Welcome to 2018, where Supreme Court decisions apparently hold no weight, or at least not in the case of the gay couple who was denied a marriage license in upstate New York. Couple Thomas Hurd and Dylan Toften went to the county courthouse local to their home in Root, NY to obtain a marriage license. For no legal reason, the couple was denied a marriage license by county clerk Laurel “Sherrie” Eriksen. Look out, Kim Davis, you’ve got competition.

To refresh your memory, the Supreme Court made marriage equality the law of the land in the United States in 2015 with its ruling in the case of Obergefell v. Hodges. Plain and simple, you can’t deny an LGBTQ+ couple a marriage license (just in case you missed that part, Laurel). And if that wasn’t enough, marriage equality has been legally recognized in New York state since June of 2011.

Toften took to Facebook to share the couple’s experience, calling the Town of Root bigoted and sharing their experience of Eriksen telling them to make an appointment with someone else.

Town Attorney Robert Subik came to the defense of Eriksen, saying that the couple not receiving a license was based on the fact that they had not made the required appointment.

Eriksen “didn’t process the two men’s marriage license application because they failed to make an appointment with her, as everyone is required by her office to do,” Subik told the Daily Gazette.

Subik did, however, admit that Eriksen’s religious beliefs played a role in her decision.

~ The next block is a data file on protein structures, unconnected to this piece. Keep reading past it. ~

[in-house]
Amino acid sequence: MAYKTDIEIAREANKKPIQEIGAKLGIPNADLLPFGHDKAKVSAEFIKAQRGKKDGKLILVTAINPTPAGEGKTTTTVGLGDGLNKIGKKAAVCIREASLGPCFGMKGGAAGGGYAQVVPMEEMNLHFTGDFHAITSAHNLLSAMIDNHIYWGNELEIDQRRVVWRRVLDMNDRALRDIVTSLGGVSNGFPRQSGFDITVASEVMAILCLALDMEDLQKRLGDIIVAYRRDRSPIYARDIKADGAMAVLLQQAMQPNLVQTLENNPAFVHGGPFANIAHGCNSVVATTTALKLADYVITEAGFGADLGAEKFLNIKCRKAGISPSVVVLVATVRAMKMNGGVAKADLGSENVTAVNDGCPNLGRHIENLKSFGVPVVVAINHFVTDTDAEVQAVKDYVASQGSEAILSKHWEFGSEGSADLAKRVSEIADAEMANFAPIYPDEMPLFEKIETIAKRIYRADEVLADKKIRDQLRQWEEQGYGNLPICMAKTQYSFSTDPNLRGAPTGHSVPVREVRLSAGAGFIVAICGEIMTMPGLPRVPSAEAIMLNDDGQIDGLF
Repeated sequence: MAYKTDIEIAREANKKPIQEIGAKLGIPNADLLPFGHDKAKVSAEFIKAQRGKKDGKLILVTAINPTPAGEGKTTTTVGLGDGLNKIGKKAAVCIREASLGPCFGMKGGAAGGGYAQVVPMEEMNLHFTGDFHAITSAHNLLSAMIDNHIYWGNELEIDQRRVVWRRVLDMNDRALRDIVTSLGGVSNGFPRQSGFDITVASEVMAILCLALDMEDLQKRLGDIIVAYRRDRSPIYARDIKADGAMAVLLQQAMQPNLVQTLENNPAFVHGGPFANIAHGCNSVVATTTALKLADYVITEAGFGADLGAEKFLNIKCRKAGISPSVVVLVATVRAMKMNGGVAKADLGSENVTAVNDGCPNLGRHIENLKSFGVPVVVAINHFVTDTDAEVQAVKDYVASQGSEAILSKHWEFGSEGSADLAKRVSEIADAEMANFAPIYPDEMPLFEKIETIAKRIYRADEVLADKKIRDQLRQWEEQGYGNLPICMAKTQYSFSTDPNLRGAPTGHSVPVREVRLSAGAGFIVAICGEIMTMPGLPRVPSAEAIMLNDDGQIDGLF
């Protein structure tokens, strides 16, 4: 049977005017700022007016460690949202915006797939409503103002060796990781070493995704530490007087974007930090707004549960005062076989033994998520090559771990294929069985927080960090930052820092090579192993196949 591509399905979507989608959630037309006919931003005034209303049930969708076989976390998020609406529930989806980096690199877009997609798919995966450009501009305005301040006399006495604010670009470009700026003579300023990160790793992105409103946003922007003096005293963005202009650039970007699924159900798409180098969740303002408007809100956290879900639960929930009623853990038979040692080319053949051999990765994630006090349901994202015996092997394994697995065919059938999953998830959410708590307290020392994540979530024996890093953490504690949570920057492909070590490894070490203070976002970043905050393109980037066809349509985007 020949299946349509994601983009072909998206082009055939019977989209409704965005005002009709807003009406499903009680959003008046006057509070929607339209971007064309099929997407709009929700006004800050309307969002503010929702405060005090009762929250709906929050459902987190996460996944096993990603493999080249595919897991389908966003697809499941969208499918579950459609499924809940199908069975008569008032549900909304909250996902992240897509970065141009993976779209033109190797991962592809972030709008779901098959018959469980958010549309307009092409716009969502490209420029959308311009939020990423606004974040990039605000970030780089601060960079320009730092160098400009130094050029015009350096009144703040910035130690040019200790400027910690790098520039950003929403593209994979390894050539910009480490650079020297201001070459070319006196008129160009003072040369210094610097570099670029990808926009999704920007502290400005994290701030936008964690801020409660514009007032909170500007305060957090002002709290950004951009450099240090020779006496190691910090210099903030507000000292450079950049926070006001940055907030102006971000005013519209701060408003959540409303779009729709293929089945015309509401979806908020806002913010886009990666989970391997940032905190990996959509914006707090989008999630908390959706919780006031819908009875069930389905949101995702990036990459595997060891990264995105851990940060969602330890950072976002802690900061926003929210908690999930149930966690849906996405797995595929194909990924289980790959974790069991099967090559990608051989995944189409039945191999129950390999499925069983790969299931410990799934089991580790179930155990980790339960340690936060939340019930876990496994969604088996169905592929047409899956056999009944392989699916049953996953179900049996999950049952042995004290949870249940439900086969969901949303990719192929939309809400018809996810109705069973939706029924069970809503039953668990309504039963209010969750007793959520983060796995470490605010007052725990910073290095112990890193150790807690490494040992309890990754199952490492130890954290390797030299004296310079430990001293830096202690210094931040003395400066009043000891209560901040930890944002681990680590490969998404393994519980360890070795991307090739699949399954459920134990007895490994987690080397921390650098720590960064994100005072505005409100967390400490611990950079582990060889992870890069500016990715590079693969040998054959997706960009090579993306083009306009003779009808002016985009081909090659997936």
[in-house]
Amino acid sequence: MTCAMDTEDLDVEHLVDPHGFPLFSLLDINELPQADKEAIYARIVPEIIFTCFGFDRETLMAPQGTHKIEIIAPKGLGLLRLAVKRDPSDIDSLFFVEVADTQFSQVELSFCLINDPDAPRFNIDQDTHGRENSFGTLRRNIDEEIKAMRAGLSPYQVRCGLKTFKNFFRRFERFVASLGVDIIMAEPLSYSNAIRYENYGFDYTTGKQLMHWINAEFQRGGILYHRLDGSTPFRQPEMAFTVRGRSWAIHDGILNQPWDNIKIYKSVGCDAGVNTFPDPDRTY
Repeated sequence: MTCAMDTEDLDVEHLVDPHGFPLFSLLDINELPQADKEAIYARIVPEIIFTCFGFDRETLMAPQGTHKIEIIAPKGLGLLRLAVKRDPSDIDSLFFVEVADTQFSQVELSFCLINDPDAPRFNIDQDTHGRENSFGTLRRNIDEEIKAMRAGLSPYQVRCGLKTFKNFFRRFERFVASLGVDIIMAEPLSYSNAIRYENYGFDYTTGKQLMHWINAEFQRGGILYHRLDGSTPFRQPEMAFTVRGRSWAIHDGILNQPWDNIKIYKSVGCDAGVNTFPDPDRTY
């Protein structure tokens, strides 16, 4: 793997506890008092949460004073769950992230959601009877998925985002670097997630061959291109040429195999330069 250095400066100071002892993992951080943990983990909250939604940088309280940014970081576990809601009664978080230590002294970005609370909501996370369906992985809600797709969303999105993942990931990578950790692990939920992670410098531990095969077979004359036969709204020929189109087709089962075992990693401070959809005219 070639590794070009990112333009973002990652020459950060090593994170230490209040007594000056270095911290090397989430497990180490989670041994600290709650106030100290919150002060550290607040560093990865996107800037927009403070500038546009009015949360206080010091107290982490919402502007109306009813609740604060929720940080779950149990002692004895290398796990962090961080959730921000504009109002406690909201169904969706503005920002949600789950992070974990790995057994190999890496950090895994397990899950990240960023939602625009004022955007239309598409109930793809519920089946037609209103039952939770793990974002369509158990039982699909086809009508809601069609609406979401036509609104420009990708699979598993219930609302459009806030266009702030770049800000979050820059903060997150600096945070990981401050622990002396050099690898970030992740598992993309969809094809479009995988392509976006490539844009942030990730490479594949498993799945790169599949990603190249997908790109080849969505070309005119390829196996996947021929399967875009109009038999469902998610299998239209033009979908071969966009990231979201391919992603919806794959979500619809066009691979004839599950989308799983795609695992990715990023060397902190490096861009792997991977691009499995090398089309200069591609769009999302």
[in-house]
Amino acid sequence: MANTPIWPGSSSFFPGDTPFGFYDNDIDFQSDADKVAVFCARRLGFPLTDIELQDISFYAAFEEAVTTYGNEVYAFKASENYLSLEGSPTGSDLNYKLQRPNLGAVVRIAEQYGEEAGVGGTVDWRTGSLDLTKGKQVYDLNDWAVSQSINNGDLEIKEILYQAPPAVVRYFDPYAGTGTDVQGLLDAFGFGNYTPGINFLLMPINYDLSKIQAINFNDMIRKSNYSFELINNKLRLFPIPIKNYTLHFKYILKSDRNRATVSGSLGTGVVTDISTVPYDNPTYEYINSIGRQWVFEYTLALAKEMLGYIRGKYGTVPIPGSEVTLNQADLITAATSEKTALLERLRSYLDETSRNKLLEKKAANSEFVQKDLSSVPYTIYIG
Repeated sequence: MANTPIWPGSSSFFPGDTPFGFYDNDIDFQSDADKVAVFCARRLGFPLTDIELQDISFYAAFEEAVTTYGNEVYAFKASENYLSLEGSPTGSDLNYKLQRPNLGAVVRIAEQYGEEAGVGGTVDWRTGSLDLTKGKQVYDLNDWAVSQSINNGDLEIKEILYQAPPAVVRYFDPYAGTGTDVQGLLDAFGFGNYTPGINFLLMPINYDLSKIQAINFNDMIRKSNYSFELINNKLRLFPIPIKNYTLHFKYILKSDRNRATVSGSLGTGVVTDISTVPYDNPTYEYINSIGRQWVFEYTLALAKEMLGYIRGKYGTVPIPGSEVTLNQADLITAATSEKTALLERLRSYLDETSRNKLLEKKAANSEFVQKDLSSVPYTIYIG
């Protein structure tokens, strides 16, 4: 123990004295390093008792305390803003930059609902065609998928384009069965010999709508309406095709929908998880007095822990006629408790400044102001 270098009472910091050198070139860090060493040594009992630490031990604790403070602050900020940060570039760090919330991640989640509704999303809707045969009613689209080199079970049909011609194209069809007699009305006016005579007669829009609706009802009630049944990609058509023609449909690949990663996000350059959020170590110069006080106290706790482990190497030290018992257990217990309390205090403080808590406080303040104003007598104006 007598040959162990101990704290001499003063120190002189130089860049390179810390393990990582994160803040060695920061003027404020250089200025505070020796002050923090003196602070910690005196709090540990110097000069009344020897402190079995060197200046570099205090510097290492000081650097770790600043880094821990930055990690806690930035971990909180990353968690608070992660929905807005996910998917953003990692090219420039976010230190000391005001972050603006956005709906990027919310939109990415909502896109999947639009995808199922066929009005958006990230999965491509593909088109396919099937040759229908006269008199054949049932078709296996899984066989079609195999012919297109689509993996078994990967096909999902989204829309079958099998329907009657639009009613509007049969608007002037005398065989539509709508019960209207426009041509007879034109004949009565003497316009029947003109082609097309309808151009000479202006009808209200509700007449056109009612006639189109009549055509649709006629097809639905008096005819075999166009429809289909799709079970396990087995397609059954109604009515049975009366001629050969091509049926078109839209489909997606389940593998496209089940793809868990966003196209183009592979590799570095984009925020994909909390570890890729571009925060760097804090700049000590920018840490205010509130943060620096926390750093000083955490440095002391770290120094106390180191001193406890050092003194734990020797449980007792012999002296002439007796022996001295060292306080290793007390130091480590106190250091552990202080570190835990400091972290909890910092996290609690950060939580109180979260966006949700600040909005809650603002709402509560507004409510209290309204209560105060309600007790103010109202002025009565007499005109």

“Though Ms. Eriksen did mention her personal objection to same-sex marriage to the couple, Mr. Subik said, she did not deny the couple the license because of her personal views,” according to The New York Times. “He said people requesting licenses are required to make appointments in advance because Ms. Eriksen is a part-time employee.”

New York’s Governor Cuomo has launched an investigation by the Human Rights Division into why Eriksen denied the couple a marriage license.

Individuals refusing service to the LGBTQ+ community has been on the rise since the Supreme Court sided with the baker in the case of Masterpiece Cakeshop v. Colorado Civil Rights Commission, deeming it alright for the bakery to have refused service to a gay couple because of the baker’s religious views.

“This is an expansion of the Trumpian philosophy: they are against marriage equality and they are substituting their philosophy for the law,” Governor Cuomo shared on Twitter. “I don’t care if the clerk is opposed to marriage equality that’s her right but she can’t impose her will onto others in violation of the law.”

In the event that the Human Rights Division finds Root’s clerk office in violation of New York State law, the Human Rights Division can file a claim against the town or its officers.